By Dana Poblete

Dough needs to rise sufficiently in order to make bread that's light and airy rather than heavy and tough. A leavening agent is responsible for making dough rise by creating air pockets inside. For quick rising, you need the optimal environment for air pockets to form.

dough balls
credit: FabioBalbi/iStock/GettyImages
Dough balls

Leavening Agents

Using a leavening agent helps dough rise faster. While baking soda and baking powder are most often used in cakes and quick breads, yeast is the main leavening agent used in bread and pizza dough. All three cause chemical reactions to create gas that forms air pockets. Some yeast, commonly known as "rapid rise," has been engineered to activate the chemical reaction faster. Some types of flour, like self-rising, already contain a leavening agent.

Heat

Most leavening agents cause dough to rise gradually at room temperature. In moister dough, warmer ambient temperature speeds up the process. For faster rising, place dough over a pan of warm water in a warm oven; or microwave once or twice on low power for up to 25 seconds. However, keep dough below 250 degrees Fahrenheit, or else it will begin to cook.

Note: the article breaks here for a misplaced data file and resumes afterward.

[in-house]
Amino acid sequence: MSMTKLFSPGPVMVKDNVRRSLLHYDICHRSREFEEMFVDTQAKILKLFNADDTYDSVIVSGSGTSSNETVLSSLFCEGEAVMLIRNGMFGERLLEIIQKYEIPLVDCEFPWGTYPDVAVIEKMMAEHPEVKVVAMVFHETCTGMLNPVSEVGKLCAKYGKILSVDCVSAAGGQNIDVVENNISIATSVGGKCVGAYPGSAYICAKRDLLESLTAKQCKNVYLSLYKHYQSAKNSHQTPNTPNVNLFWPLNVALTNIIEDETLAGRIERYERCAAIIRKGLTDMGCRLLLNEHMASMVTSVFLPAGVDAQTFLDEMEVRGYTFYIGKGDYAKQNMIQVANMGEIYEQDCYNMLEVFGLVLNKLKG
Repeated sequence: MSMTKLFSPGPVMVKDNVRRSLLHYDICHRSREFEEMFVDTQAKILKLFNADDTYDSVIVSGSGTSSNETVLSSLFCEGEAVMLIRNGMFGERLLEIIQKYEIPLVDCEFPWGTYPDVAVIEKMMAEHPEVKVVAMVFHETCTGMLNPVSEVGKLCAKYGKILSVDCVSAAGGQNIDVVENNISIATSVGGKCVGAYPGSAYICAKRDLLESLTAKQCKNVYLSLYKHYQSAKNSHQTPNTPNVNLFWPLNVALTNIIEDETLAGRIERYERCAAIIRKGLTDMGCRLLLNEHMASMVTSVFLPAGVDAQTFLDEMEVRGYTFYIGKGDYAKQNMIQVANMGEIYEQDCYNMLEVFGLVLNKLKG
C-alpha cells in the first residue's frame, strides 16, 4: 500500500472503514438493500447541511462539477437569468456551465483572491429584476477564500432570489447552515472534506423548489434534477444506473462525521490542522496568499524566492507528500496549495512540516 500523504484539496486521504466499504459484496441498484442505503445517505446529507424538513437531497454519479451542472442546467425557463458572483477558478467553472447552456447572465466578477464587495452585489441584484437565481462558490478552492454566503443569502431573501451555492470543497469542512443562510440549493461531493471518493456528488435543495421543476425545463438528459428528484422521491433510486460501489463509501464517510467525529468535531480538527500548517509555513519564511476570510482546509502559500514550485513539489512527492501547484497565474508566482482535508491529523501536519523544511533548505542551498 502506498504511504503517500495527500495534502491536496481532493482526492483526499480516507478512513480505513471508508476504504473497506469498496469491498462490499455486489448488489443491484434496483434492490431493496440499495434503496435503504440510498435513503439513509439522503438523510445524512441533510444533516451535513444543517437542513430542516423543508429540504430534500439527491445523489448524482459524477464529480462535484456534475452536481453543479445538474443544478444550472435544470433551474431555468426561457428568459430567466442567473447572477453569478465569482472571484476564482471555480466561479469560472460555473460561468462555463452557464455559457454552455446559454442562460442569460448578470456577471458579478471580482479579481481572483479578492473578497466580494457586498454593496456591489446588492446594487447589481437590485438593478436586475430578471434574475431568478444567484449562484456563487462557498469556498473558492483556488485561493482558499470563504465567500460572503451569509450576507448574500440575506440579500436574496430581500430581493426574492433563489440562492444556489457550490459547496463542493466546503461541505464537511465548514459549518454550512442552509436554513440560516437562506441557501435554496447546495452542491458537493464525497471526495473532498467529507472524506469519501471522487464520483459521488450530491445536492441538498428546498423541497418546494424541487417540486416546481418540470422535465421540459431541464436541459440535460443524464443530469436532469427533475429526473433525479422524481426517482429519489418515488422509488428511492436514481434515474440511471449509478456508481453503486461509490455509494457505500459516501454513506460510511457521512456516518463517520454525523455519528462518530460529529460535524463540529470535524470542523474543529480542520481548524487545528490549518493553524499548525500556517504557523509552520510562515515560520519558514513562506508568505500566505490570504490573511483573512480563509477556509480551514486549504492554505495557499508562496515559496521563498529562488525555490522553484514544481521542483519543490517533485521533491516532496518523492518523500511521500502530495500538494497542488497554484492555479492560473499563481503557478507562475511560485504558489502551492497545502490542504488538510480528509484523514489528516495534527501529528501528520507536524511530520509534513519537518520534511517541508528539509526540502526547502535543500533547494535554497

Faster Proofing

Active dry yeast is a living organism that goes dormant during storage. To "proof" or activate it, add it to warm water, about 110 to 115 degrees Fahrenheit. Water above about 125 degrees Fahrenheit can kill the yeast, so test it first; it should feel hot but comfortable enough to put your finger in.

To speed up the proofing, add a pinch of sugar to the warm water. The yeast feeds on the sugar and produces carbon dioxide gas more quickly. Vinegar creates a similar reaction. Add 3/4 teaspoon apple cider vinegar or balsamic vinegar for every 3 cups flour when mixing the dough.

Let the dough rise to double size in a warm location, or cover and put the dough next to a cup of hot water in the microwave and heat on low for up to 3 minutes. Let the dough rest for 3 minutes, then heat again.

Cover It Up

As carbon dioxide forms, the dough expands. If the surface of the dough dries out, the crust that forms will keep it from rising as quickly. To let the dough rise freely, lightly coat the top with vegetable oil and cover with plastic wrap or a moist towel.